When it comes to field drags, “wider is better,” Douglas said. “It’s better for leveling areas. Use
a six or seven-foot-wide drag rather than a four-foot wide drag. The same principal applies for
field rakes, Douglas said.

The two most critical areas of the diamond are the mound and home plate. Though costly, hard-
packed clay is the answer. Most professional stadiums, including the Reading Phillies stadium,
take this approach. “We pack 100 percent clay (clay bricks) into the wear areas of the mound
and batters boxes instead of a sandy, infield mix,” Douglas said. Clay “doesn’t blow apart like
an infield mix will,” he said.

Four to six inches of clay is a good amount, Douglas said. Keeping the clay moist is a must.
Most pro fields are better because they add a little water.” Douglas admitted that the clay and
water approach is a high level approach that might be difficult for some field operators or
leagues, but still prefers that option. “I’ve seen guys drag loose, dry dirt back in thinking it’s
going to stay. They’ll tamp it, but dry dirt doesn’t stick to dry dirt.”


Though it’s not as much of a problem with adult leagues, where outfielders tend to move on
every pitch, MSBL players who coach their sons might be familiar with the sight of, for lack of
a better term, landing strips in the outfield – one each in right, center and left. The holes are
caused by prolonged periods of standing around without much action. They are exacerbated by
young players who dig holes with their cleats as a way to pass the time.

There is a right way and a wrong way to attack the problem. “You can’t just throw some seed on
and make it better,” Douglas said. “You need seed to soil contact.” Start by tilling and
aggressively raking the area, then mix in the new top soil. Next, add the seed and rake it into the
soil a little. The last step is to cover the area with any type of mulch, hay or burlap. Some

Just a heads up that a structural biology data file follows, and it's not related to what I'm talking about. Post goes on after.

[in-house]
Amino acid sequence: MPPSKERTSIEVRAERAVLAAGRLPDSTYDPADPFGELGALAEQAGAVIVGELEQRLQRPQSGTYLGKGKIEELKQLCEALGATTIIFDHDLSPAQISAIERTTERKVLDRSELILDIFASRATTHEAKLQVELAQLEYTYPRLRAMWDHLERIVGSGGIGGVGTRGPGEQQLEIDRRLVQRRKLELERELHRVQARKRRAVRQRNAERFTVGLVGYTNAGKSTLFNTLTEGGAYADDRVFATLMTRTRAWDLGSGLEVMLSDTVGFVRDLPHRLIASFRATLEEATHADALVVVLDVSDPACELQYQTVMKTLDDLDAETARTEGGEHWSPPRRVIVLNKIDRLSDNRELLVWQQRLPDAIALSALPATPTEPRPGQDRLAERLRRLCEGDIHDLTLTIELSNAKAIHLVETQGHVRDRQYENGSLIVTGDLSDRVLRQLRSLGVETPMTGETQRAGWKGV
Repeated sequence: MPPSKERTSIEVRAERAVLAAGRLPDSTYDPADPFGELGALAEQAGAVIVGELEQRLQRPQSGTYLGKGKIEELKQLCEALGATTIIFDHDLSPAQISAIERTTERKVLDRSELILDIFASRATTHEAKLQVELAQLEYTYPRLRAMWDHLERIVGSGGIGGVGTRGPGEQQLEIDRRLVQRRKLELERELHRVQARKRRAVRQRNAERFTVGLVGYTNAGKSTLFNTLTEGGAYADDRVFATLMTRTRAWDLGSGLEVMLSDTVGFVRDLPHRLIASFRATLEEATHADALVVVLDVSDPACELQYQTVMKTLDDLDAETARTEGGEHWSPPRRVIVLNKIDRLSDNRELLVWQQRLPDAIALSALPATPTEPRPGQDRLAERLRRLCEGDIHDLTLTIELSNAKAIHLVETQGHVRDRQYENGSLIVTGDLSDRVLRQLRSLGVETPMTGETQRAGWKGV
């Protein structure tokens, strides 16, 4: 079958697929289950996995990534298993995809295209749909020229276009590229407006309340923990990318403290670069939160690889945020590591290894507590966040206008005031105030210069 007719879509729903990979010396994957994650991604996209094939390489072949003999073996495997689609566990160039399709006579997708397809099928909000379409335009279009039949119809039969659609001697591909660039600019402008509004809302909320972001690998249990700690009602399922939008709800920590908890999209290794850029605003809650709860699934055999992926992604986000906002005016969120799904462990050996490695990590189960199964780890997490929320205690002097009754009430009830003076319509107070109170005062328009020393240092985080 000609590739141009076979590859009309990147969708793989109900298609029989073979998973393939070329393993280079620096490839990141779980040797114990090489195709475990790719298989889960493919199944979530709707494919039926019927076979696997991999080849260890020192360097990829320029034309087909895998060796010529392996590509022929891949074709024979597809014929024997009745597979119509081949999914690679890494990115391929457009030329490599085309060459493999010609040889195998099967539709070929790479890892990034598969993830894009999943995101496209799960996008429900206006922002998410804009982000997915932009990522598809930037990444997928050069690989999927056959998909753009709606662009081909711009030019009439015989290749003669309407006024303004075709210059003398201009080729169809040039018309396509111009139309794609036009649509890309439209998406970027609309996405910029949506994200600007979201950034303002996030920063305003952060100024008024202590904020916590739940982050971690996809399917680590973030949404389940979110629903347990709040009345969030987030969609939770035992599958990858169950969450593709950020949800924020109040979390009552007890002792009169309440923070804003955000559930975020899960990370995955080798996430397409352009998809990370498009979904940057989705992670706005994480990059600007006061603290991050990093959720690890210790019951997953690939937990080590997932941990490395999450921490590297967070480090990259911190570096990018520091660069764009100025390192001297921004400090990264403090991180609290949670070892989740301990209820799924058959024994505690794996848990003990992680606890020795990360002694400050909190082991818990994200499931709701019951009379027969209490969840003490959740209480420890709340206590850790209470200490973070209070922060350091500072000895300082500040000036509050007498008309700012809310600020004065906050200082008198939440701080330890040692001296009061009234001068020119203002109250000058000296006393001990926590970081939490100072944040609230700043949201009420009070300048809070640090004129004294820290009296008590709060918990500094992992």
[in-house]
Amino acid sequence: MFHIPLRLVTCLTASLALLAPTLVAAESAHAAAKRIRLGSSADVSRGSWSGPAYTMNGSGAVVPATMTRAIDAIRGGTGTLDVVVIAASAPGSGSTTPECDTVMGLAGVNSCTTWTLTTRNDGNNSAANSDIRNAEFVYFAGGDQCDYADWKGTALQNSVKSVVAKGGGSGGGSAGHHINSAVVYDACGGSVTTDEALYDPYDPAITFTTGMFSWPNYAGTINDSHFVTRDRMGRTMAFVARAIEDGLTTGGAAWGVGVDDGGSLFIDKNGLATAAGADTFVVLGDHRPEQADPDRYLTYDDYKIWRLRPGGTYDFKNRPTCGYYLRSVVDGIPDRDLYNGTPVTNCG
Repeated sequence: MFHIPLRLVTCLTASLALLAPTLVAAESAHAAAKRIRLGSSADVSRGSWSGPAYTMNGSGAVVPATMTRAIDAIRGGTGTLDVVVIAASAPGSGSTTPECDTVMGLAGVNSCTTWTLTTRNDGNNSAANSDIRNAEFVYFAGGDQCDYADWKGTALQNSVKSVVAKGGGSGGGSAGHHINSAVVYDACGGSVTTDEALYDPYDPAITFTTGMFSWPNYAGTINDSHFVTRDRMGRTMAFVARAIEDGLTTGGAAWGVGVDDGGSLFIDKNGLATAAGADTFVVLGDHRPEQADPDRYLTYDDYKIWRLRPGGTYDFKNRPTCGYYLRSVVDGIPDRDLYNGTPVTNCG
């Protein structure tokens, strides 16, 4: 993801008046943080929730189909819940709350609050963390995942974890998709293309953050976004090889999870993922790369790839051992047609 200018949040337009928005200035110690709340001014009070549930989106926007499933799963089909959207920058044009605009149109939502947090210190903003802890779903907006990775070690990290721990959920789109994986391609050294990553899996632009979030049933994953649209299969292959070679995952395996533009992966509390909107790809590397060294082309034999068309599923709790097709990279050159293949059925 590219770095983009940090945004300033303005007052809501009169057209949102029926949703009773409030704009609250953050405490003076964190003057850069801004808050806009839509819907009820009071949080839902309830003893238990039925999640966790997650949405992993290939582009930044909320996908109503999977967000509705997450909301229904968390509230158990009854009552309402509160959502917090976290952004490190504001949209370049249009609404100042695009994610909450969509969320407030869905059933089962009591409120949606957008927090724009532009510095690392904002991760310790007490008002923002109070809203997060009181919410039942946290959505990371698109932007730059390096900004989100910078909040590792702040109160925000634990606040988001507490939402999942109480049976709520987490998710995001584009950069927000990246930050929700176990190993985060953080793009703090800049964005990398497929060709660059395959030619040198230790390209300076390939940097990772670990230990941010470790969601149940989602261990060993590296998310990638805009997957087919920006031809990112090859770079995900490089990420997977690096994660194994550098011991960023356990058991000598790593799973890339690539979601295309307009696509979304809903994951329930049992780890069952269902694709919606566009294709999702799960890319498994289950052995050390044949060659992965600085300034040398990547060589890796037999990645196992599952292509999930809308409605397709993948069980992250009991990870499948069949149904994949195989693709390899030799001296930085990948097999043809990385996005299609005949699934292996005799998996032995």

purchase germination blankets that are good for encouraging new growth.


Sometimes, for the long term health of the field, you should just say no. “It’s a fine line between
getting the game in and destroying the field,” Douglas said. There are times when you have to
say, ‘we can’t go today. It’s too wet.’”

The worst solution, Douglas said, is pushing the puddles off with brooms and the flat edge of
field rakes. This may be useful in removing standing water the first time, but it deepens
depressions that led to the problem in the first place.

One of the best solutions on the market are Puddle Pillows – highly absorbent, sponge-like
pillows that can soak up 3.5 liter of water each and be used over and over. “By using these
you’re not digging the hole any deeper,” he said.

Another familiar product is calcined clay which comes in 40 or 50 pound bags and is a familiar
site on most diamonds. Larger gradations of these products will keep working as it breaks down,
Douglas said. Other products are made from ground up corn cobs and are used as a top dressing
sometimes on fields.

Use with caution, Douglas said. Tarps will kill grass if they lay around on it for too long. The
big myth about tarps is that they are used only to keep the moisture out. While that is true during
rainy times, tarps can – and should – be used on dry days. “It’s important to keep the moisture in
there,” Douglas said. After raking, tamping, and wetting the mound, tarp it. “When you uncover
it there’s a pretty good chance it will be just the way you left it,” he said.
Above: how the field should look, with lips removed
Above: Where drags are concerned, the wider the better.
Hand-rake the dirt that meets the grass with a field rake
ABOVE: sweep dirt from the grass back into the base path after each game to help keep
                               lips from forming.
            Tarps can help keep moisture in when it’s hot and dry outside.
About Dan Douglas

Dan Douglas is the Director of Stadium Grounds for the Reading Phillies Baseball Club,
the Eastern League AA affiliate for the Philadelphia Phillies. He earned a Bachelors of
Science degree in agronomy from Penn State University in 1986, worked as the Sports Turf
Manager at George Mason University from 1986 to 1990, and now works with the Phillies.
Douglas has presided over the Keystone Area Field Managers Organization – KAFMO –
since its inception in 1993. He was named the Eastern League Sports Field Manager of the
Year in 2009. It is the fourth time he has received that honor. In 2001 he was awarded the
coveted Harry C. Gill Memorial Award – the highest honor awarded by the Sports Turf
Managers’ Association.